Don Quixotes Among Us
Don Quixote by Pablo Picasso, circa 1955
Don Quixote, written by the Spanish author Miguel de Cervantes (1547 – 1616), is considered by many to be one of the greatest novels ever penned. The main protagonist is an older gentleman living in the countryside in Spain who has read every book on the daring exploits of the knights of the yesteryears. He is so obsessed by the brave and chivalrous knights that he fancies himself to be one of them. One day he dons an armor, gets himself a lance and sets off on his horse to defend the weak and destroy the oppressors. He is accompanied on this mission by his sidekick Sancho Panza who is riding a donkey. Together they fight evil creatures, one of which happens to be actually a windmill.
It is this character Don Quixote that has given the English language the word quixotic that means unrealistic or foolhardy. One reason for the greatness of this book is its timelessness and universality. At every point in history, and everywhere, there is a Don Quixote amongst us.
I was reminded of the book as I saw the umpteenth post on facebook on the enthusiasm generated by Imran Khan’s announcement that we would build the Diamir Bhasha dam by donations from Pakistanis. Now given that it is not even certain that this is the right way forward for addressing the water and power shortage in Pakistan, an attempt to build a $14 billion project before 2025 falls straight in the category of “quixotic”. The building of dam has taken on mythic proportions with the Chief Justice of Pakistan declaring that anyone opposing the dam will be considered working for forces opposed to Pakistan and charged with treason!
The highly energized youth who propelled Khan into power seem to believe, as Cervantes puts it in his novel, “For neither good nor evil can last forever; and so, it follows that as evil has lasted a long time, good must now be close at hand.” The evil old king is dead – well at least jailed in Adiala – and the good King has ridden out of his castle on a white horse (make that a white helicopter) to fulfill the promise of a paradise built upon the ashes of hell. Anyone daring to be skeptical about this promise made by the Pakistani Messiah is immediately brought down by a torrent of criticism.
In our eastern folklore too, there exists a well know character similar to Don Quixote. He is Sheikh Chilli.
In comparison to the dashing Don Quixote, Sheikh Chilli is a passive dreamer whose call to fame are his plans to get rich quickly from humble beginnings. The story goes that he bought an egg from the market and on the way back fell asleep under a shady tree. He dreamt that the egg hatched and produced a chicken. The chicken grew into a hen and produced more eggs and further chickens were hatched. He becomes very rich through this simple process of multiplying his stock of chickens and eggs. Unfortunately, his dream does not have a good ending. In misogynistic folklore, It is stated that behind every great dreamer there is a nagging wife. When he gets rich in his dreams he kicks his nagging wife out of the house and but the kick lands on the grocery bag and ends up breaking the egg, and along with it the perfect plan to get rich. I call such fantastical economic plans “faith based economics”. This economic system, practiced by populists and charlatans alike, is premised on the guarantee of achieving any goal if you have true and deep faith. The projects recently launched by the new PTI government like planting ten billion trees in a five years tsunami that will make Pakistan lush green fall into the category of faith based projects. The little matter of planting 5.5 million trees a day to achieve the target cannot deter those imbued with faith in the outcome. As the great Gandhi said it himself,” When the cause is good, the means will come”. Even a sceptic like me planted a tree yesterday!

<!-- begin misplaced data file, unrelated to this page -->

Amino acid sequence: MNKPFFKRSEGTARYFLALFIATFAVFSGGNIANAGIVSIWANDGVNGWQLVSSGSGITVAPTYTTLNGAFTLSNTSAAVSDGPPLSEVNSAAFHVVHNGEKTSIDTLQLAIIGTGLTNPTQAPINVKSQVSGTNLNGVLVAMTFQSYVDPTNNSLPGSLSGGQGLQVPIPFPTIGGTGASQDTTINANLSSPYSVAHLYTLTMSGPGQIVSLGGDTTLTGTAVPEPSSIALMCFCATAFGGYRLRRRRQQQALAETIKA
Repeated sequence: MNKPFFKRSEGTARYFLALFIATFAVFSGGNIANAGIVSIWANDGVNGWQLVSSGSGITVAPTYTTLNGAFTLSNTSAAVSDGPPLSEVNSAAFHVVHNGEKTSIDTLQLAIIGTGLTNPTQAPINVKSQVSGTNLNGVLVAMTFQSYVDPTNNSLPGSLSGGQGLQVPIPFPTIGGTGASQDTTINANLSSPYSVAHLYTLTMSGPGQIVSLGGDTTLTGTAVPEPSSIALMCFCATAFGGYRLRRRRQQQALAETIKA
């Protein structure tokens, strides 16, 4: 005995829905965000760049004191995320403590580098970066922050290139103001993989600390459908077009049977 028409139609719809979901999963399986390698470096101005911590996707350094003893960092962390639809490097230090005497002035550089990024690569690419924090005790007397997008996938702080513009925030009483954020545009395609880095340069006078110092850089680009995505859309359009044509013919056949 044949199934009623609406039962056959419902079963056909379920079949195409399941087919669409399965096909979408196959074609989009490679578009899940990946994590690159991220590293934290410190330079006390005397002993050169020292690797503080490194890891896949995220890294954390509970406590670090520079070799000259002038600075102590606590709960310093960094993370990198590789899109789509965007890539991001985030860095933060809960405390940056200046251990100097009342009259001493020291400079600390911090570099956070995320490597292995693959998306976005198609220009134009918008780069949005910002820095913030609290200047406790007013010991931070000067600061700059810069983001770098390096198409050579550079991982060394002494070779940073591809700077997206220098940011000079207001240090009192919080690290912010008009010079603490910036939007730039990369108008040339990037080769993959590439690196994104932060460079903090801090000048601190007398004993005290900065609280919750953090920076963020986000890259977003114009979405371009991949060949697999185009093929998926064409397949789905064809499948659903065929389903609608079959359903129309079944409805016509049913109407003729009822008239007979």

There is another type of economics that has gained currency in the New Pakistan promised by Imran Khan: An economy underpinned by pride. The devotees of the pride economy ask,” But what are economic gains if they mean selling the pride or the “Ghairat” we Pakistanis are world renowned for?” The practitioners of Ghairat never push a begging bowl in the face of a rich man. The great leader of the nation, our Prime Minister himself said in a speech not long ago that he would rather commit suicide than ask IMF for more loans. So far, the government has not gone to IMF so Imran Khan is safe. But for how long? And then what happens to the honorable man, a Pathan no less?
The good thing about fantasy, dream, and faith is that its bounties know no bounds. If you can build thousand houses for the poor why not ten thousand? And why just ten thousand if the going is good? So, lets will build 5 Million houses, in 5 years of course, since that is when the term of this government ends. Oh, and by the way there are also 10 million jobs in the making. Sadly this is exactly what the practitioners of the quixotic and faith-based economics are promising.
All this talk of quick riches has got my dream juices flowing. Naya Pakistan has arrived and I am stepping out to buy a lottery. I have already checked out a home in California for sale by the singer Britney Spears; an absolute bargain at $7.9 million. And Allah be praised, I have won the lottery! The house has been bought and Angelina Jolie is at the house warming party. I am getting along uproariously well with her when the kick in the butt is delivered by my nagging wife. Ouch! It is back to Purana Pakistan.
The writer is an engineer by training and a social scientist by inclination.